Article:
The Mullen Creek-Nash Fork shear zone is a major Precambrian suture formed of mylonite, shear cataclastics, and breccia that separates the Archean craton to the north from the Proterozoic basement to the south. Several mineral deposits in the Medicine Bow Mountains occur in this zone.  For example, the New Rambler shaft, as well as several Au-Pt mines in the Centennial Ridge district, were sunk in shear zone cataclastics.
Migeoclinal terrane.  North of the shear, precious metals occur in narrow veins and in thick quartzites with copper.  Gold has also been detected in quartz pebble conglomerate and in shear zones. Vein deposits in the Gold Hill district of the Medicine Bow Mountains, occur as narrow, rich, quartz veins with common visible gold. Specimen samples taken out of the district each year testify to the richness of the veins. Historic reports claim some specimen grade material taken from the Acme mine at Gold Hill assayed 72,000 ppm (2,100 opt) Au. Unfortunately, these veins are narrow (0.5-2 ft wide) and spotty.  One shear recently examined by the Wyoming Geological Survey and the U.S. Forest Service in the Lewis Lake area of the Medicine Bow Moutains, is greater than 100 ft wide and traceable for 2,000 ft.  The shear occurs in limonitic quartz-mica schist.  Samples of pyritized schist yielded 4.1 ppm (0.12 opt) Au (Dersch, 1990).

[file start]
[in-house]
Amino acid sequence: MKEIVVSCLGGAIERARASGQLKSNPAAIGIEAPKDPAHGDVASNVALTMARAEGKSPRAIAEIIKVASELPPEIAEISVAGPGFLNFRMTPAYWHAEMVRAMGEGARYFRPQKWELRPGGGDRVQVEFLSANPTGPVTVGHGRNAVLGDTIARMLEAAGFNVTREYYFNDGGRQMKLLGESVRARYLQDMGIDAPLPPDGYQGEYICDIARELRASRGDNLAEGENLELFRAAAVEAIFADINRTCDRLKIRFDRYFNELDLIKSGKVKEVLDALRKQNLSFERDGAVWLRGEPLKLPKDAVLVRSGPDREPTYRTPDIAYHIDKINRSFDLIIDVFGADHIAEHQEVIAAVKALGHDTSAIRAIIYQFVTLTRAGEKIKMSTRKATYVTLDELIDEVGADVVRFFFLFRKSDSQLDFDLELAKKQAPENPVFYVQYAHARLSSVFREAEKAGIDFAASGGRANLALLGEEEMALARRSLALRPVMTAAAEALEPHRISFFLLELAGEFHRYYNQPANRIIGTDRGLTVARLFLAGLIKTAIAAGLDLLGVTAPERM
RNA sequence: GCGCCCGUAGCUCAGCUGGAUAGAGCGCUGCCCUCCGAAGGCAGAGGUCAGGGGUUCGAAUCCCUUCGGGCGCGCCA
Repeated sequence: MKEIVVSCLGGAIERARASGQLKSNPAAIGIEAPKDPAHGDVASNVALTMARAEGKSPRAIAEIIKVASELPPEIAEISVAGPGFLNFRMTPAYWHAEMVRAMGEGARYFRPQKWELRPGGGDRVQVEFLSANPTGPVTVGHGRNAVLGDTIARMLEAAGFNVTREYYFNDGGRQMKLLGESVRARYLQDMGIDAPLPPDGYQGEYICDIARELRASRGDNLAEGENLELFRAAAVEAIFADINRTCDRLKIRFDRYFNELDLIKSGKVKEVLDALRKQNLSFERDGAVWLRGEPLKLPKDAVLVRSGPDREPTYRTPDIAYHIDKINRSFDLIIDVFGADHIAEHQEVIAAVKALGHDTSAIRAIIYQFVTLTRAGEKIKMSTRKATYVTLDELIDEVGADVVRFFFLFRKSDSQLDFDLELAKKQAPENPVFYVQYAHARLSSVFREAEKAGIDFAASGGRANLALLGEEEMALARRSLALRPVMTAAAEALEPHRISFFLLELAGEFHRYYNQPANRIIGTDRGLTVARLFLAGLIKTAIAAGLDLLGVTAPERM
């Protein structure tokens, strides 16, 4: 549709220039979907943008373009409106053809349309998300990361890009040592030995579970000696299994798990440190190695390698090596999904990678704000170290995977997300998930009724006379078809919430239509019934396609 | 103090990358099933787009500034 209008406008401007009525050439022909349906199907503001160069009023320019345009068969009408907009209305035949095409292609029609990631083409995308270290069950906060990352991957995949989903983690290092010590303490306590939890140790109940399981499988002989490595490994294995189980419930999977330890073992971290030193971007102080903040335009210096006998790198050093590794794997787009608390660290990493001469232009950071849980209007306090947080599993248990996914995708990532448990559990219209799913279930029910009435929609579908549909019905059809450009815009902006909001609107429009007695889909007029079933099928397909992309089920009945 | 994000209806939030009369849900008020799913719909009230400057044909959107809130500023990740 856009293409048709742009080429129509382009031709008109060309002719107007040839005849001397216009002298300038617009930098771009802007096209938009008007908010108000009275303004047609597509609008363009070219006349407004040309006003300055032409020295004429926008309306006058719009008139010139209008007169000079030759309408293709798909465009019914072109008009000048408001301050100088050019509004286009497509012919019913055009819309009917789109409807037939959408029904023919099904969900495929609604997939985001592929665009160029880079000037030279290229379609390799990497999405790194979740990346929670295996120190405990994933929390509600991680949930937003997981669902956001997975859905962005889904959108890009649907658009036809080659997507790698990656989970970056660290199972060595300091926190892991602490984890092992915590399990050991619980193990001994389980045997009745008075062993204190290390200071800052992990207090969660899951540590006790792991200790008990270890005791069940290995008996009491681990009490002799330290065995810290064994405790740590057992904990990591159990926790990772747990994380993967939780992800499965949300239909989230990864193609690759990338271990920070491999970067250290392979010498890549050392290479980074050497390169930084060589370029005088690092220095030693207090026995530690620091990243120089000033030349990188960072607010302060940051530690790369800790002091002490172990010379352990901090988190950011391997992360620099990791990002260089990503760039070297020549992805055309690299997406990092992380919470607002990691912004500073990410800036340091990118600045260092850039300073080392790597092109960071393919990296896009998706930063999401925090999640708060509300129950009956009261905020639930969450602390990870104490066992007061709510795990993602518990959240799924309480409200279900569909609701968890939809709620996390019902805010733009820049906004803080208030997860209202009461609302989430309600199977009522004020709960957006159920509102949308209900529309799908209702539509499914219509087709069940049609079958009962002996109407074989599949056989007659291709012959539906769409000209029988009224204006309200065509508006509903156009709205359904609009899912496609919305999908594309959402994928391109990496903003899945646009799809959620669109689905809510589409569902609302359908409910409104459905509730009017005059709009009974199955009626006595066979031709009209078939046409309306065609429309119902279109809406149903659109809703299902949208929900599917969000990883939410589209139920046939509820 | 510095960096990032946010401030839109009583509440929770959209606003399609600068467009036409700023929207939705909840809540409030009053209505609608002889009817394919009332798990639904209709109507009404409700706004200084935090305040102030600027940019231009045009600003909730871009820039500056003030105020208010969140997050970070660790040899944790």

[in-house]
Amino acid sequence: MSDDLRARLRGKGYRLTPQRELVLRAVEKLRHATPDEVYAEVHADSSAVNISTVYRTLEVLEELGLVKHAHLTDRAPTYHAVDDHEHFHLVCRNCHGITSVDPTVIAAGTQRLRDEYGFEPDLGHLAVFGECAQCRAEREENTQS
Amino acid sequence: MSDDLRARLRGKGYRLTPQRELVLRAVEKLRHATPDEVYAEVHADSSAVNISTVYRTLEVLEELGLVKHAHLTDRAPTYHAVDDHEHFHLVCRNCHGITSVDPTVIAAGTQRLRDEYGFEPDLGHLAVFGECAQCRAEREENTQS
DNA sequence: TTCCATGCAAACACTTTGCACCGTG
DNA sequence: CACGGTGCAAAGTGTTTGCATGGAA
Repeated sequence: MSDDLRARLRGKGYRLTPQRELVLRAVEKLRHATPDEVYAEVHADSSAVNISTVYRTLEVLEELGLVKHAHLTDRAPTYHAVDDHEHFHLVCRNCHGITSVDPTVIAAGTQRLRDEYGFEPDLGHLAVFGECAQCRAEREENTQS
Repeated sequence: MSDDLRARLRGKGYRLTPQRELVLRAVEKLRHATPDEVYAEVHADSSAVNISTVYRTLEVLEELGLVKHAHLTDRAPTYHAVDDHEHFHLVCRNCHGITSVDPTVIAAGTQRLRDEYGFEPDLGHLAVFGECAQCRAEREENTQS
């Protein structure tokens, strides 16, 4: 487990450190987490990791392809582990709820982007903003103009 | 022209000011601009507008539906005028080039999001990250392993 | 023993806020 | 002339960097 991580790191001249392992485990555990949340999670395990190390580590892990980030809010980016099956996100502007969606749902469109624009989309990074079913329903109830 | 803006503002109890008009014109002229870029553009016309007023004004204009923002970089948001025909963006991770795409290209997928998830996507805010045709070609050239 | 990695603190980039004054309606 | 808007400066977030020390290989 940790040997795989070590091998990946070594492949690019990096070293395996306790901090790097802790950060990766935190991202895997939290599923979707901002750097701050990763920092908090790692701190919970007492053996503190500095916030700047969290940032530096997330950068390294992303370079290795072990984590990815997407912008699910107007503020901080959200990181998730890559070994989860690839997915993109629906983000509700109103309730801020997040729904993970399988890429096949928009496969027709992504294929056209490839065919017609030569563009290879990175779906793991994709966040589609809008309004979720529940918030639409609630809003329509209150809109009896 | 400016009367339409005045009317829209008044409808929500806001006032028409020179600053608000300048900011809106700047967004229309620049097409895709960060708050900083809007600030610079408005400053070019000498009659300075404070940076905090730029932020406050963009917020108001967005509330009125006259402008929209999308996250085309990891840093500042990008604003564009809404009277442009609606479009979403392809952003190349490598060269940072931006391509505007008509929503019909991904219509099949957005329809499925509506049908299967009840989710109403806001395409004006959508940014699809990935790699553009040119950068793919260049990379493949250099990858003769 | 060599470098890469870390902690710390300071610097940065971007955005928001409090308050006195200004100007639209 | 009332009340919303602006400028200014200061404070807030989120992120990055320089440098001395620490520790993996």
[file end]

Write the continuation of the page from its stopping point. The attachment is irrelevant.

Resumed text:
Mineralized quartzites occur at several localities in the Sierra Madre. Gossans in quartzites were prospected in the late 1800s and led to the development of some important copper mines. Two prominent mines were the Ferris-Haggerty and the Doane-Rambler.  The Ferris-Haggerty is interpreted as a remobilized stratabound deposit  (Hausel, 1986).  During its operation (1902 to 1908) the Ferris-Haggerty was an internationally prominent mine. The massive chalcocite minor chalcopyrite ore was found filling irregular quartzite breccias along the contact between hanging wall schist and the underlying quartzite (Spencer, 1904) of the Magnolia Formation.  Ore shoots greater than 20 ft thick were high-graded for the rich (30-40 % Cu) ore, and much of the lower grade material was left as waste. These shoots averaged 6 to 8 % Cu and carried some Au and Ag (Beeler, 1905; Spencer, 1904).  Beeler (1905) reported the ore contained 3.4 to 15 ppm (0.1-0.44 opt) Au.  The mine was mapped during World War II, and according to Ralph E. Platt (pers. comm., 1988), the steeply dipping quartzite flattens out in the lower mine workings and large blocks of "low grade" ore (6-8% Cu) remain in place.  The property was explored for stratiform Cu-Au-Ag mineralization by Exxon Minerals in the early to mid 1980s.